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EU approves on-board GSM for cruisers

But no 3G on the high seas

Internet Security Threat Report 2014

The EU has approved the use of on-boat GSM base stations, but users will have to remain below decks once they're within a couple of miles of the shore.

The agreement covers all ships in European waters. Those on board will be able to run GSM services at 900 and 1800MHz as long as they stay below decks once they vessel is within 12 nautical miles of the coast (22.2km), and switch to land-based networks at two (3.7km).

Many cruisers already run mobile phone networks and Wi-Fi is becoming increasingly common, allowing passengers to make ludicrously expensive phone calls and download porn over satellite connections in the same way they soon will on aeroplanes.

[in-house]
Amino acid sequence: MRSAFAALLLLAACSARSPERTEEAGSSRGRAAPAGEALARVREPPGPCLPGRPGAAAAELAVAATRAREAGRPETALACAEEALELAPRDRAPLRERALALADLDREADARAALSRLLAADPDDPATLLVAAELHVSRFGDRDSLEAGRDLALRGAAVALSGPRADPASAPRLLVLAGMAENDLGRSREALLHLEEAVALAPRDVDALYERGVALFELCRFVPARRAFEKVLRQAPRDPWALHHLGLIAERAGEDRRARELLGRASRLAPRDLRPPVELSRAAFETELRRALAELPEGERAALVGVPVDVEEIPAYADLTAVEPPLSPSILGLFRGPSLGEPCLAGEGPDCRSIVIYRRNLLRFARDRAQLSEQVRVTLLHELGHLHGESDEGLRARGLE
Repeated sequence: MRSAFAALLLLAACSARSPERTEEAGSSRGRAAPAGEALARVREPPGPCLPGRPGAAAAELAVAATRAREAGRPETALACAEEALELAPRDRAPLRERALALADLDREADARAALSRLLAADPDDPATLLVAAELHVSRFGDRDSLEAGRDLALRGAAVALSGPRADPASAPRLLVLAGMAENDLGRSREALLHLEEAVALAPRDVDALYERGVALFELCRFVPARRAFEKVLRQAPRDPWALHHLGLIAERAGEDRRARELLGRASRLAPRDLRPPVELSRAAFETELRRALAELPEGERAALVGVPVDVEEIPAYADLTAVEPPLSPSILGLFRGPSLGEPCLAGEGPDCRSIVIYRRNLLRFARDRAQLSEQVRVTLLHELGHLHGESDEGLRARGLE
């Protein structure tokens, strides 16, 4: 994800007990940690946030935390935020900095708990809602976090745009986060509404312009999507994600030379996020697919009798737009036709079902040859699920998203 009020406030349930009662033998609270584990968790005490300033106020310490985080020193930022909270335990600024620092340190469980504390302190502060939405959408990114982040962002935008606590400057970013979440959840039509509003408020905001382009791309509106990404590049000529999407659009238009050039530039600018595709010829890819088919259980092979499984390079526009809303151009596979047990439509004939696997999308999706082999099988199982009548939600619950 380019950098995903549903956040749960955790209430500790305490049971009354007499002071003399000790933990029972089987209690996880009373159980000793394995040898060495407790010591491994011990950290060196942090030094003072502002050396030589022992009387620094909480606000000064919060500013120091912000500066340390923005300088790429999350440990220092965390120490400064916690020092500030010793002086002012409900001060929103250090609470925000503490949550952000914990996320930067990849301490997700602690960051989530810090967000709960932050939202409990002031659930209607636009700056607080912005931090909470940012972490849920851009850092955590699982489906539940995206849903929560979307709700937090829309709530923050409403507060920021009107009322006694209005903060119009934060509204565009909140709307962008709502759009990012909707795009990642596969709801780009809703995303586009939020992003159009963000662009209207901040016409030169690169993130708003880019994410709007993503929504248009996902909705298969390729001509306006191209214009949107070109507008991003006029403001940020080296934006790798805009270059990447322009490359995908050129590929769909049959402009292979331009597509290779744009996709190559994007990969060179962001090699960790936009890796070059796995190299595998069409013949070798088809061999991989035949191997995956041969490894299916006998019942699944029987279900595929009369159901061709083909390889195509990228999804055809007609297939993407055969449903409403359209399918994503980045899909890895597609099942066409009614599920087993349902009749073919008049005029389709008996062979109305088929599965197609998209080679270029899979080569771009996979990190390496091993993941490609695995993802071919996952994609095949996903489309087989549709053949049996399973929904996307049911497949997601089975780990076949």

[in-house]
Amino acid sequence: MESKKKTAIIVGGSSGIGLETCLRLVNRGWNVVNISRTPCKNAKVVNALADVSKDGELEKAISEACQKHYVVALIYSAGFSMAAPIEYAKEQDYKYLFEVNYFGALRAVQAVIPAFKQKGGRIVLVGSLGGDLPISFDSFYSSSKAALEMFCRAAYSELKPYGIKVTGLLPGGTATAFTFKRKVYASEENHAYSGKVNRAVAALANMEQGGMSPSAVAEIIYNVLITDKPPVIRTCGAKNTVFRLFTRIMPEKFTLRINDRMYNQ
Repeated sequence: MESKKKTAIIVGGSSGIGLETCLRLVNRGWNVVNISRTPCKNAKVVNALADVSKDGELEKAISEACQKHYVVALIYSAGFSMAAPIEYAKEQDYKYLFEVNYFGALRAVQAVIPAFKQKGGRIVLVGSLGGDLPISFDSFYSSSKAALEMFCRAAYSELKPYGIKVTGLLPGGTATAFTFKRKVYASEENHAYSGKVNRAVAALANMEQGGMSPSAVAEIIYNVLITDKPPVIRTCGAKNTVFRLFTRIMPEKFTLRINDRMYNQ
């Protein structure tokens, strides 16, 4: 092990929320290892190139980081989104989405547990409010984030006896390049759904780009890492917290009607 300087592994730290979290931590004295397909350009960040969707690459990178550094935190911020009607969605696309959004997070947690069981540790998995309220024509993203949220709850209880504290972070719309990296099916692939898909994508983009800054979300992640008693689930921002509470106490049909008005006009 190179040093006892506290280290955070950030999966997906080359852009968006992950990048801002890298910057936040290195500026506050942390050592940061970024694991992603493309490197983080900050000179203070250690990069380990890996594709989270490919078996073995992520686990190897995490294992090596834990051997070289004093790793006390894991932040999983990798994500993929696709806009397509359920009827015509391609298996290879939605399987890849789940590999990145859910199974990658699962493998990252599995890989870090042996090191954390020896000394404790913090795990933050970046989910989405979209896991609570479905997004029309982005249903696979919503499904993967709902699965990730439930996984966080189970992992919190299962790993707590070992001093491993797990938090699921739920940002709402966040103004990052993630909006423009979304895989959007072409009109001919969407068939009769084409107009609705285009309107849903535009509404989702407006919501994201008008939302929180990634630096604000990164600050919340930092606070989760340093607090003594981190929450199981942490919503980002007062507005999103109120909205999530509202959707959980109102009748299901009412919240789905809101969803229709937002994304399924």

But those networks currently have to switch off a long way from shore unless the operator gets a license for every EU country. This legislation changes that - get a license for one country and you can run your picocells up to a couple of nautical miles off the coast of anyone in the EU.

Practically, this means a ferry company can do a deal with an operator in one country, and then use that operator's frequencies all over the seas around Europe.

Part of the problem is interference, but innocent parties at the beach may find their phone has logged onto a passing cruise ship's network and is routing their call over a satellite connection - with associated expense.

And such calls are pricey - on-board GSM is specifically excluded from the EU rules on roaming rates, so ship operators are free to charge what they like.

Also excluded are 3G services, as well as GSM systems operating outside the 900/1800 bands, though the latter wouldn't be European anyway, so are of no interest to the EU. ®

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